George Washington presiding over the Constitutional Convention, 1787. (AP)

The day got its start in 2005, when the late Sen. Robert Byrd (D-WV) amended an appropriations bill to mandate that federally-funded schools teach about the Constitution every Sept. 17.

The Constitution has enjoyed a surge in interest over the past few years with the Tea Party’s focus on the founding fathers. Last week in South Carolina, Republican candidates pledged to uphold the Constitution, saying the U.S. government has strayed far from its origins.

Meanwhile, a coalition of liberal groups is pushing back, arguing that “the constitutional conservative approach represents a dangerous retrenchment of the government’s role,” Ruth Marcus wrote in a Post op-ed. The “Constitutional Progressives” wants to claim ownership of governing by the Constitution, she wrote.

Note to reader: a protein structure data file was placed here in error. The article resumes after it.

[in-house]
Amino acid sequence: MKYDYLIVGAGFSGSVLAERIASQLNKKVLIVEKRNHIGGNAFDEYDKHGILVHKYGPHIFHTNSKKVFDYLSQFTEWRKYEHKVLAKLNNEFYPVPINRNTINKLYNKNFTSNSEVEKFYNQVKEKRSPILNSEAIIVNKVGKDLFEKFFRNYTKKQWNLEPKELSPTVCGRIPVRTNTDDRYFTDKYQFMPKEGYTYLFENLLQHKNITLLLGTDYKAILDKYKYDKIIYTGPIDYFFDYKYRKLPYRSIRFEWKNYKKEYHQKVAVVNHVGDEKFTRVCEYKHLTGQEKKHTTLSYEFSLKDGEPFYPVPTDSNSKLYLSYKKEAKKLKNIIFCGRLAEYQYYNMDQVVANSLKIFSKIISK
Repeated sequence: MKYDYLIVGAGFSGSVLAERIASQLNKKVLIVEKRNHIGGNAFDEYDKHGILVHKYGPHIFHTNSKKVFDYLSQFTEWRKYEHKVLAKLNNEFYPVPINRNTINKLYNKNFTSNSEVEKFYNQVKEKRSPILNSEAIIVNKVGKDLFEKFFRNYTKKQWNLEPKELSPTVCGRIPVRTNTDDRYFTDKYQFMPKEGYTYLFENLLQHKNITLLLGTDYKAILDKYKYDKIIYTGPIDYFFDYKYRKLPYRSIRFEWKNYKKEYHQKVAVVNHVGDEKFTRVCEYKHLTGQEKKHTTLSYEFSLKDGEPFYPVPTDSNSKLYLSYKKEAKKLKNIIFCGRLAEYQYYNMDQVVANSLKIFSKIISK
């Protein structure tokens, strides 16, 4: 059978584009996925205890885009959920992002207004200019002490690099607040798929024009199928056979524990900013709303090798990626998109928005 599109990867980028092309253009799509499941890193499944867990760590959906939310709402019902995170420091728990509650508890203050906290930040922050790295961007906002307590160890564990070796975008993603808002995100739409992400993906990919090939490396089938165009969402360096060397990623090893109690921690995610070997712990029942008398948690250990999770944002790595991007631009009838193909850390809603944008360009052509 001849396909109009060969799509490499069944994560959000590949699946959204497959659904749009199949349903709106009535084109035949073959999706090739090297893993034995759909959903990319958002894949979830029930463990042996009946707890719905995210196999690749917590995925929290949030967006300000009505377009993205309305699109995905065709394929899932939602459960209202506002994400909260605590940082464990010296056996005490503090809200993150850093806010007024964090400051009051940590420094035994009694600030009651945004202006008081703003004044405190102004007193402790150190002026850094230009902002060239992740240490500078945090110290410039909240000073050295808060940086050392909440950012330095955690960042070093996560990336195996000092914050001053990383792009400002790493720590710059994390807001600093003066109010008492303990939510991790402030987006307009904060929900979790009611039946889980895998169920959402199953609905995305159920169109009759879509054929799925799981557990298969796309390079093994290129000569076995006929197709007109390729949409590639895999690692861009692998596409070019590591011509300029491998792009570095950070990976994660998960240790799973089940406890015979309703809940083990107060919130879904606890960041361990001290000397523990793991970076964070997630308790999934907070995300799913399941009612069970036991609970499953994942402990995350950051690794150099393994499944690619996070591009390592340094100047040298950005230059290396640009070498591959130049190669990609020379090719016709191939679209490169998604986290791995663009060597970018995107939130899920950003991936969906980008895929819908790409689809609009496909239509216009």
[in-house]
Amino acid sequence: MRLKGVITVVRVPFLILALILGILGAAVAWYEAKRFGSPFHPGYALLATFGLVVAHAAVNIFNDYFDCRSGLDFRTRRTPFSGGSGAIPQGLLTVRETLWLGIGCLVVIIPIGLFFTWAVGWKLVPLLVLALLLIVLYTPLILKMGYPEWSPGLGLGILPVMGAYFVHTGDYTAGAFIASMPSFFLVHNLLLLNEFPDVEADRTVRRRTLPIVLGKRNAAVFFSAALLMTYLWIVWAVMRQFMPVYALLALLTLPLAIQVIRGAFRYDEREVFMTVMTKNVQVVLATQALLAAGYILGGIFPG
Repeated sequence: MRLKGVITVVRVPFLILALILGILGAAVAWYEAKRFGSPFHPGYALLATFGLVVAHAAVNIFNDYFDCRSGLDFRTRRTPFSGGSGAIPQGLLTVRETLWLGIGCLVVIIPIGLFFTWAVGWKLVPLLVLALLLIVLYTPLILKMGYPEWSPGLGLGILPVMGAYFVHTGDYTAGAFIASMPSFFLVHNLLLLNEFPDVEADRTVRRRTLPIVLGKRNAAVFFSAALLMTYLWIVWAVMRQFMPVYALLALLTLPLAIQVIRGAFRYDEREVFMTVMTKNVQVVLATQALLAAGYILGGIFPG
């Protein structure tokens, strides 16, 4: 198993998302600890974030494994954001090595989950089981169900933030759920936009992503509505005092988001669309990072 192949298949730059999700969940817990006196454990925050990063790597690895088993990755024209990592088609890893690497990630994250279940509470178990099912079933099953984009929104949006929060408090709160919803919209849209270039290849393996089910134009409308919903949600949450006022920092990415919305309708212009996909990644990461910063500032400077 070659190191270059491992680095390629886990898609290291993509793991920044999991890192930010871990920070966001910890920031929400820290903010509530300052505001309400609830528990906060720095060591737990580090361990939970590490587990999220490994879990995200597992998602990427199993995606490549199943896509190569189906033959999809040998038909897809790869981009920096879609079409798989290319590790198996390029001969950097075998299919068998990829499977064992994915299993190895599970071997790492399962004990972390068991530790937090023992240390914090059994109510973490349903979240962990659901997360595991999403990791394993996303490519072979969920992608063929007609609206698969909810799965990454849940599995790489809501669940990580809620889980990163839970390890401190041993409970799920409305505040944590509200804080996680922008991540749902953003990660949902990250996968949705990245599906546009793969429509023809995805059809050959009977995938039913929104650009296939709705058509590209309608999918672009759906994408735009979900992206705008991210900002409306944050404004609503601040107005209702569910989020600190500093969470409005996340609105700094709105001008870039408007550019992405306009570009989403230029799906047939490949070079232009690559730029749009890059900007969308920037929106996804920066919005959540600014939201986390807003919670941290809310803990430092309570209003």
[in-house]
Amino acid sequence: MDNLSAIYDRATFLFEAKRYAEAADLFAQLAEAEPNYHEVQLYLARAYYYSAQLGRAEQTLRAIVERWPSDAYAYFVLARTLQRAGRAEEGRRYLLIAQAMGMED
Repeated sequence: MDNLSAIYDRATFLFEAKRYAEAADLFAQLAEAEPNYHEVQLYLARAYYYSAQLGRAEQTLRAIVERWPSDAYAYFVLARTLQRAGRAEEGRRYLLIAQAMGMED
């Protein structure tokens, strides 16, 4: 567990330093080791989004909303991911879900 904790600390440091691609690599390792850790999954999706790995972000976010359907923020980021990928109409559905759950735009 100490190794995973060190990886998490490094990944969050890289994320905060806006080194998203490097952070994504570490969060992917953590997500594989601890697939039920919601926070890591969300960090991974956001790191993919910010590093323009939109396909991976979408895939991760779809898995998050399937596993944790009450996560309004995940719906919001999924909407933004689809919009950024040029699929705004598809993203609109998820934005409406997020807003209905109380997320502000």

To better understand why this 200-years-old document matters so much, I called an expert on the matter a.k.a. Robert Bell, my dad.

“I loved Con law [that’s lawyer speak for Constitutional Law] in law school,” he says sounding misty-eyed still, 35 years after his graduation.

So what’s there to love? His reply:

“There’s a lot to celebrate in there. It establishes all the functions of government. It was a brilliant piece of political history, setting up the branches of government with all of its checks and balances.

“The first amendment especially is just a marvel. It’s one of the most important safeguards we’ve got, and very few places have it.

“It’s a really intriguing document and so are the Supreme Court cases whose arguments are well-written and well-thought out on both sides... As a way to found a nation, [the constitution] is a tremendous blessing for us.”

Explore the Constitution here.